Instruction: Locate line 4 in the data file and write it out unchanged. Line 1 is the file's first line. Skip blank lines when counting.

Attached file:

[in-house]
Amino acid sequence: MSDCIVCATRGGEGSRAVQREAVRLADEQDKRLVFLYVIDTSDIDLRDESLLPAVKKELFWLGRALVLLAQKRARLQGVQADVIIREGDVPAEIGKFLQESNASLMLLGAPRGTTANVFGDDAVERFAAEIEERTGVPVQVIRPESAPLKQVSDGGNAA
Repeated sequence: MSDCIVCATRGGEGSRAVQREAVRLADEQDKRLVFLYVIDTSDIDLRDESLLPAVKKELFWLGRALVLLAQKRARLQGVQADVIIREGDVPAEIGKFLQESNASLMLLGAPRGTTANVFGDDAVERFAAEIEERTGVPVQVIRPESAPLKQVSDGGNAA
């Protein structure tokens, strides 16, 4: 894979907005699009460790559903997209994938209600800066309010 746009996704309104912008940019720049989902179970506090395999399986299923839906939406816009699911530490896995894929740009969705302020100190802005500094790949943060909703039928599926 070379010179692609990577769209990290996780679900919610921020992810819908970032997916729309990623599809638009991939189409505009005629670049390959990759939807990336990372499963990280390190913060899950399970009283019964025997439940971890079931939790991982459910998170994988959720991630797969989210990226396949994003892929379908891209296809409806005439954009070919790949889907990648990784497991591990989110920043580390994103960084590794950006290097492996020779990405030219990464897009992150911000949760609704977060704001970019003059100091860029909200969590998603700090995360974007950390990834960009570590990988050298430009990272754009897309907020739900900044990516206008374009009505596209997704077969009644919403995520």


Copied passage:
């Protein structure tokens, strides 16, 4: 894979907005699009460790559903997209994938209600800066309010 746009996704309104912008940019720049989902179970506090395999399986299923839906939406816009699911530490896995894929740009969705302020100190802005500094790949943060909703039928599926 070379010179692609990577769209990290996780679900919610921020992810819908970032997916729309990623599809638009991939189409505009005629670049390959990759939807990336990372499963990280390190913060899950399970009283019964025997439940971890079931939790991982459910998170994988959720991630797969989210990226396949994003892929379908891209296809409806005439954009070919790949889907990648990784497991591990989110920043580390994103960084590794950006290097492996020779990405030219990464897009992150911000949760609704977060704001970019003059100091860029909200969590998603700090995360974007950390990834960009570590990988050298430009990272754009897309907020739900900044990516206008374009009505596209997704077969009644919403995520």